Perfectly capturing complementary colors (look at the yellows and purples, along with the oranges and blues), gorgeously vibrant (or dim) lighting and magically long-take tracking shots, Linus Sandgren gives a masterclass in classic Golden Age of Hollywood lensing — with a modern twist. From the first six-minute tracking shot and dance number set to the song “Another Day of Sun,” occurring on a major LA freeway, the film is showy in its cinematographic construction, yet fully representative of the pure magic behind any great film. “La La Land” is a film that you get caught up in and lifted off your feet with, and much of that is thanks to the exquisite camerawork of Sandgren. The Oscars should be next.  

— Levi Hill

Nominations: James Laxton for “Moonlight,” Rodrigo Prieto for “Silence” and Greig Fraser for “Rogue One: A Star Wars Story” and “Lion”


Best Score

Summit Entertainment/Courtesy

WinnerJustin Hurwitz, “La La Land”

The magic of Justin Hurwitz’s score is nearly impossible to put into words. The infectious music is the beating heart of “La La Land;” every mischievous flute or playful trumpet is its own color in a rainbow of timeless sound. Hurwitz has accomplished something truly unique by blending the traditional features of a musical score with the more organic styles of jazz music. When “Another Day of Sun” plays, it’s as though 1,000 butterflies are being released at once. When Mia and Sebastian’s piano theme plays, your heart swells and nearly bursts with the romance of it. The score is nostalgic, breathtaking, intricate and very much alive. Every note serves a purpose, every melody is composed of palpable emotion and much of Mia and Sebastian’s actions — whether they’re dancing, fighting, kissing or just walking — are driven by the subtle swings and shifts of the vivid score. You’ll hear the music in your head long after you leave the theater, and humming the tunes may take you back to your own personal, sentimental moments of love, fun and dreams. When you listen, you feel as though Emma Stone and Ryan Gosling may take flight in the wondrous breeze of it all — and then of course, they actually do.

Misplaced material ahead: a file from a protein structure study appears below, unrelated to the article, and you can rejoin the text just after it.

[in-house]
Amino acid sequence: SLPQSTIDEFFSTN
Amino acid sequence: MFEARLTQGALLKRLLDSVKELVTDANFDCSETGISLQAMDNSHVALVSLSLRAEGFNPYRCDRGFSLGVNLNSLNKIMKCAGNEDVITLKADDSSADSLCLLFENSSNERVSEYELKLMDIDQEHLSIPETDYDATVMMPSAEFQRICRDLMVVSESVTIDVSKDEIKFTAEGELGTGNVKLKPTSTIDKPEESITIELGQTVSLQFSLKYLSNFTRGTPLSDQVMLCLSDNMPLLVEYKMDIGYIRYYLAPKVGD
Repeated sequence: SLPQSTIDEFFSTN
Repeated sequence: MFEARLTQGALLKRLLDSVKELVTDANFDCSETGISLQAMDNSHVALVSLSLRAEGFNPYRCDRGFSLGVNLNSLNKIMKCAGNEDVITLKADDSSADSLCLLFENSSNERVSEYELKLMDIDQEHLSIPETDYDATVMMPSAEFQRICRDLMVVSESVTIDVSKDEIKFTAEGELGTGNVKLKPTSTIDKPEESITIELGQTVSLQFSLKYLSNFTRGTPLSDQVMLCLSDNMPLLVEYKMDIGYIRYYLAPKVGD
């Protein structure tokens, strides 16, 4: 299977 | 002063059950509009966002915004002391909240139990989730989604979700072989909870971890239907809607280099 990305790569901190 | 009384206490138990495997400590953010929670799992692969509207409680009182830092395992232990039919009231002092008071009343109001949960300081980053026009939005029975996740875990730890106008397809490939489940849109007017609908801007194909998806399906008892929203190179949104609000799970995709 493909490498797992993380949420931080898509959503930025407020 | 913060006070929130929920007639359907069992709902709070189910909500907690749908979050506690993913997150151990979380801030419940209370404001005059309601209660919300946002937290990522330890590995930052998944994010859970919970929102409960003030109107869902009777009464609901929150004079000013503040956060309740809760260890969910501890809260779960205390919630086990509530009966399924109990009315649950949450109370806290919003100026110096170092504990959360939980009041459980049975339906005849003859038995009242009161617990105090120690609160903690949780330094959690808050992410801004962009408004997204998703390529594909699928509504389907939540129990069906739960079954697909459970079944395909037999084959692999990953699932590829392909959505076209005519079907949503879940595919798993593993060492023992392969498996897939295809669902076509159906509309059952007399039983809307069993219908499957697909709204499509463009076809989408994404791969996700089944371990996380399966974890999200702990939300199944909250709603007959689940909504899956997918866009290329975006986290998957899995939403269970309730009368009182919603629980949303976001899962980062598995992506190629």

— Shannon O’Hara

Runner-upMica Levi, “Jackie”

Mica Levi blew away the film industry with her now cult classic score for “Under the Skin.” She became the composer to watch, and once she was announced for “Jackie,” the Oscar-talk started immediately. Well, that talk is warranted. Levi finds an orchestral journey that swoops and swings through a rumbling string section, that flutters chaotically and falls tragically through its wind instruments — a perfect parallel to the tale of love, panic, fear and grief that Jackie Kennedy traverses after the assassination of her husband.

— Kyle Kizu

Nominations: Nicholas Britell for “Moonlight,” Andy Hull and Robert McDowell for “Swiss Army Man” and Jóhann Jóhannsson for “Arrival”